Last Saturday, as a white man, I went to Maunakea City. A small private company, Mauna Kea Adventures, donated their bus and gas to transport folks from Mooheau, the airport then to Puu Huluhulu. Our driver donated his time. The bus was free.
Upon arrival I was greeted by a cordial man. The info tent, thoughtfully placed next to the off-loading zone, informed me where the port-a-potties, kupuna tent, and the food tent was. Amazed I was to witness such overt graciousness. Small ziggurats of bottled of water were plentiful, a recycling, trash, composting area was environmentally-sensitive.
Volunteers did not want to desecrate the sacred land by dumping brown water in it. It was hauled away. Strangers emerged from the crowd to ask if I needed help throughout the day. Hand-cleaning stations, first aid tents and “drug stores” were obvious. Sun and lip protection, even probiotic capsules, were freely offered. Any article of clothing, any bedding was freely offered. Apparently, sheets, pillows and blankets were donated by a motel in Waimea.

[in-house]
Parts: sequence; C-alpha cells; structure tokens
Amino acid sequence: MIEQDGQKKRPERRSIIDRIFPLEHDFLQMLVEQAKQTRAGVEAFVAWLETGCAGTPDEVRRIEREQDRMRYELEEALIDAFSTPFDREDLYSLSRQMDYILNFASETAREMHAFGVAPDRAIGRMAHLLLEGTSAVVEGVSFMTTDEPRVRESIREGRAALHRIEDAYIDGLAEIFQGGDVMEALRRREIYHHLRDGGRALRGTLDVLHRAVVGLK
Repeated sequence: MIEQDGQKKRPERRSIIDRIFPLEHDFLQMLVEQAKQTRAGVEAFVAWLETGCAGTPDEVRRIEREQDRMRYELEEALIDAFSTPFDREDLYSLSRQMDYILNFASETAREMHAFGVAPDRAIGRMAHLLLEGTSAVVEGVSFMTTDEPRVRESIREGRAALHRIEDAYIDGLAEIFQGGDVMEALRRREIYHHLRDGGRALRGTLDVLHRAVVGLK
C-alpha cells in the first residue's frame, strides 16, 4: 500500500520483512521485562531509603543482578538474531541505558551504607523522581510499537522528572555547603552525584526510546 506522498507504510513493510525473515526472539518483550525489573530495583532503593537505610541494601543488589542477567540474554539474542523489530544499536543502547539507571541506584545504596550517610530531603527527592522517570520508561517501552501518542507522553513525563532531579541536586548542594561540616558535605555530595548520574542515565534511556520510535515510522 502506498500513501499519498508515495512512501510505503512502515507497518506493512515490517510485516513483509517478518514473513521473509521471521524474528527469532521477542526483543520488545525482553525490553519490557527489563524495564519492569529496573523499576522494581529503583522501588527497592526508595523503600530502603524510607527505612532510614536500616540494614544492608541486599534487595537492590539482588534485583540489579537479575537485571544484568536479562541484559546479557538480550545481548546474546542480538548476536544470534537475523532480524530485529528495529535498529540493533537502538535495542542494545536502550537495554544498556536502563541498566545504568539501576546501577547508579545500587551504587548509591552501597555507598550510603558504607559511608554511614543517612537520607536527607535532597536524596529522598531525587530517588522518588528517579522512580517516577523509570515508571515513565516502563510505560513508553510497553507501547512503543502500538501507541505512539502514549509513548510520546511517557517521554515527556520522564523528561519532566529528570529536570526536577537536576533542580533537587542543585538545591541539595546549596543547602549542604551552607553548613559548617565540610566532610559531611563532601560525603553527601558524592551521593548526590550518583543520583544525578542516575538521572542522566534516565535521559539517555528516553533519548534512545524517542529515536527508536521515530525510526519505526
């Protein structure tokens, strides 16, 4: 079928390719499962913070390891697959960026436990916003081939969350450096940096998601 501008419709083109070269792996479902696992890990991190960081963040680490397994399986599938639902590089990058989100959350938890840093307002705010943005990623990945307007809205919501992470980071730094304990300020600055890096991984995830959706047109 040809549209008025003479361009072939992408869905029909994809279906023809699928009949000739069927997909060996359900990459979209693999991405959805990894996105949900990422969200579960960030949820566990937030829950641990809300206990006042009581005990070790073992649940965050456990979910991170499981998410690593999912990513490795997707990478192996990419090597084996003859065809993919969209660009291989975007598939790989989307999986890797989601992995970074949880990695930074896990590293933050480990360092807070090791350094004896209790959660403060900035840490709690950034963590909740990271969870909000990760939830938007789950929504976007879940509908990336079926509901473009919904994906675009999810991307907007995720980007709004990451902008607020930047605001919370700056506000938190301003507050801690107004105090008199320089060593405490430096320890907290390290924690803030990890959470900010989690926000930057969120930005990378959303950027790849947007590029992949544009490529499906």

From the kupuna tent I watched the Kamehameha Schools choir perform. Chanting, hula, and conch shells sounding was next. Every movement, all music, each announcement was executed with beauty, integrity and reverence. Fresh coconut water and trays of food were delivered to my chair. I could not attend any of the many classes offered though lots did.
The gathering was not so much about “Don’t Build It” as it was about cooperation, kindness, generosity, and respect and love for the land and each other. Isn’t that how we all want to live?
Gary Harrold is a resident of Hilo.